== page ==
The French named the Kansas River, using a combination of Indian words, “KaNze” which means “south wind.” The state has many nicknames, such as the Jayhawk State, the Midway State, Sunflower State, and the Wheat State. It is situated in the plains and prairies of America, considered the country’s breadbasket because of the amount of wheat grown here.
100s upon 100s arrived here by way of the Santa Fe Trail in 1822 by wagon and it was in 1861 when it joined the union. The façade of the state would change from plains and prairies as cattle drives and railroads made their way through here. It was the passing of famous likes of Bat Masterson, Wild Bill Hickok, and Wyatt Earp that would put Kansas on the map of history though.
Kansas is the geographic center of the continued States and is often referred to as "Midway, U.S.A." The name “The Central State” is another moniker for Kansas because it’s location The weather that comes through here has also given it the nickname of The Cyclone State because of the cyclones, such as that in the movie “The Wizard of Oz.” However, the honor of having the most tornadoes goes to Oklahoma, not Kansas.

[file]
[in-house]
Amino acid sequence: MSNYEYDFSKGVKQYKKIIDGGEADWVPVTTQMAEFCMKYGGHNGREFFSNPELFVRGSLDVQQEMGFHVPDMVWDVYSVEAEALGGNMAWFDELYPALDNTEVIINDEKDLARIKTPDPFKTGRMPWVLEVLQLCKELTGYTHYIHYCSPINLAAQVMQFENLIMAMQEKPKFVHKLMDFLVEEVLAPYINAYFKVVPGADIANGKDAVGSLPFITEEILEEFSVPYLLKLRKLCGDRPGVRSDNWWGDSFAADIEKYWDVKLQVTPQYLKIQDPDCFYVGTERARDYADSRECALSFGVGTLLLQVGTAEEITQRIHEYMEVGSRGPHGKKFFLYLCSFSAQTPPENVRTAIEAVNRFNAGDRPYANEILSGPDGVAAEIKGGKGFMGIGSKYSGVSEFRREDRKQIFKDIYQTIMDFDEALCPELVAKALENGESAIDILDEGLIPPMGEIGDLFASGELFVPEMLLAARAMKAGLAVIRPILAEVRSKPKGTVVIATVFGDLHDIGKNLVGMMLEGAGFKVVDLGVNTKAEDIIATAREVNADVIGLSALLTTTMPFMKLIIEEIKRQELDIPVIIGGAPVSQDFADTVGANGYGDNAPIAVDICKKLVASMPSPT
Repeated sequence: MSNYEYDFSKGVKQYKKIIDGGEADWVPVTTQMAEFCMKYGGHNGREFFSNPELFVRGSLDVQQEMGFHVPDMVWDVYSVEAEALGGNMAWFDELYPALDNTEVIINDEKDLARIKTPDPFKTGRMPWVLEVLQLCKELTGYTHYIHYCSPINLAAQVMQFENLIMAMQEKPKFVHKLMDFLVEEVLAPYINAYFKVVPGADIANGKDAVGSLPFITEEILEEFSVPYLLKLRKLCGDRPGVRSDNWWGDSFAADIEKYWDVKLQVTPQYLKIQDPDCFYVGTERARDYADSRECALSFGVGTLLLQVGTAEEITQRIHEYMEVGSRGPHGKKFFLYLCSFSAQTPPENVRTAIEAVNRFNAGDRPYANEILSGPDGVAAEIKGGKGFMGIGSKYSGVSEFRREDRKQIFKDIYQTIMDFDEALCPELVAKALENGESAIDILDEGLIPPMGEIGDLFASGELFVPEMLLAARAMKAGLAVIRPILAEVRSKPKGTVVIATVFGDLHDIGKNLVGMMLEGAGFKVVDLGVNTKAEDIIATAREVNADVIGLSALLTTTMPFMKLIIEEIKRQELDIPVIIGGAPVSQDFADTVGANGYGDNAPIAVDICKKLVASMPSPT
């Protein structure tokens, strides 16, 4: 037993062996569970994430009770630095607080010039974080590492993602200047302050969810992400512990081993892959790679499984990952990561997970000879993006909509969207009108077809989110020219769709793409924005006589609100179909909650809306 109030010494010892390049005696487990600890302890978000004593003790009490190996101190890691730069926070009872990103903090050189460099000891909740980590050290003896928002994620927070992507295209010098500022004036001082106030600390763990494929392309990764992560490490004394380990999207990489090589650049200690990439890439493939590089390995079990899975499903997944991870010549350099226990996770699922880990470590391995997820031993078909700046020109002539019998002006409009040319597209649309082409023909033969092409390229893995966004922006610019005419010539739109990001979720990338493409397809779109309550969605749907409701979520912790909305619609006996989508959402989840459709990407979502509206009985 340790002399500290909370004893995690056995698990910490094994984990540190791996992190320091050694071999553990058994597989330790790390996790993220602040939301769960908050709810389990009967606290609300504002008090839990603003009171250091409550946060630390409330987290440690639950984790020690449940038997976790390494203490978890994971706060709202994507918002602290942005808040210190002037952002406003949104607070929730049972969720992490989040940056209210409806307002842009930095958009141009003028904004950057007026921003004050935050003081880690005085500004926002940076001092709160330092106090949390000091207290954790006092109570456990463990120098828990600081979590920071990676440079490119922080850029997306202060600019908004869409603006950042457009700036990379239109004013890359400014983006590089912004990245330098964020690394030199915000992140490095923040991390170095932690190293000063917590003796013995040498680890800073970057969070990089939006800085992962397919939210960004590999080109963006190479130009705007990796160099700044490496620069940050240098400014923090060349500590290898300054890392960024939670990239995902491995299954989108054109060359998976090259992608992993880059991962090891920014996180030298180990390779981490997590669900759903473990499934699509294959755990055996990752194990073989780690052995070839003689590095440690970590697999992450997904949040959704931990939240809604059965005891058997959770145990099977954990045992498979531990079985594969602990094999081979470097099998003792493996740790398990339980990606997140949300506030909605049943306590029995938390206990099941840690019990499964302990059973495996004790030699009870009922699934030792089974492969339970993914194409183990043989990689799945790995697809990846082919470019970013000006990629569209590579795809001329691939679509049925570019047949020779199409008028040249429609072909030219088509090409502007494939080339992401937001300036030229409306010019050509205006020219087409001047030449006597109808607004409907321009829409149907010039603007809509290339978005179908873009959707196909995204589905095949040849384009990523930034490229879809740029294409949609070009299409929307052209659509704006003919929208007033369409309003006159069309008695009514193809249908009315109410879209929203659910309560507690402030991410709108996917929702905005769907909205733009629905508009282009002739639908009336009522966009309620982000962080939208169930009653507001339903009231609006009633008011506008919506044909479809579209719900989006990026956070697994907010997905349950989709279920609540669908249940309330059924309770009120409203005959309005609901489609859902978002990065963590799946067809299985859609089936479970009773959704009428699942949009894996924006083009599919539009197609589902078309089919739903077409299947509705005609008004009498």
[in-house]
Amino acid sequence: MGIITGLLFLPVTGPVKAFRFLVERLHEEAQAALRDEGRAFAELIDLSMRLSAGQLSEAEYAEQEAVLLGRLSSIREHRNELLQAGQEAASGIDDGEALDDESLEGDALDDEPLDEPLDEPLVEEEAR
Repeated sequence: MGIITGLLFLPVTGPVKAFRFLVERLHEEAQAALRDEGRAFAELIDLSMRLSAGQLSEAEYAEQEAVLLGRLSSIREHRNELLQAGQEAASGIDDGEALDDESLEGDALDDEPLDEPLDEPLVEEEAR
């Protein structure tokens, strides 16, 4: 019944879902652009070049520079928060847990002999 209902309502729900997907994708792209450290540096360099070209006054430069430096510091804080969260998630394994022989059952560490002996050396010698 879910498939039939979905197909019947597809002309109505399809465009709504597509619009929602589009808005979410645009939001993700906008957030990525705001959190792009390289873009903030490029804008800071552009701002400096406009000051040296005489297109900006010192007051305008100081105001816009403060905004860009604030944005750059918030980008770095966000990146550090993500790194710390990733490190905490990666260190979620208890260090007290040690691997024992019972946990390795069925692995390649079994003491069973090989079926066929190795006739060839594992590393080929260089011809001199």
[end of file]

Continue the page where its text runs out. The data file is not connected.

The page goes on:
When the Rocky Mountain Locusts swept through Kansas in the summer of 1874 and destroyed the lush landscape, the nickname The Grasshopper State was bestowed upon the state. Kansans being strong people stood with their state, and it survived.
Kansas was the 34th state to join the union in 1861 after a long and bloody battle. Two territories would open in after the Kansas-Nebraska Act of 1854, giving settlers a choice for the states to join the union or not. It was this violent time that gave the state another nickname: “Bleeding Kansas.”